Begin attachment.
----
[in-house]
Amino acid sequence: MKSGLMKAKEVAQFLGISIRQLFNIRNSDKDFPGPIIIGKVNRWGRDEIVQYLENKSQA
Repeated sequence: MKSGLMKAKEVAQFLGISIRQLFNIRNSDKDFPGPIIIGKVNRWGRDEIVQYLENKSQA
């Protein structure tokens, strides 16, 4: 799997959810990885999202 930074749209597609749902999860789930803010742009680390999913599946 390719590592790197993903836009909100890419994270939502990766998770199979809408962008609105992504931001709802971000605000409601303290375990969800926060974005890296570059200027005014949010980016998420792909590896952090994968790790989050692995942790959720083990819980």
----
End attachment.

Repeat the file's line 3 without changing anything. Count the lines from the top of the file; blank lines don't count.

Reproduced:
Repeated sequence: MKSGLMKAKEVAQFLGISIRQLFNIRNSDKDFPGPIIIGKVNRWGRDEIVQYLENKSQA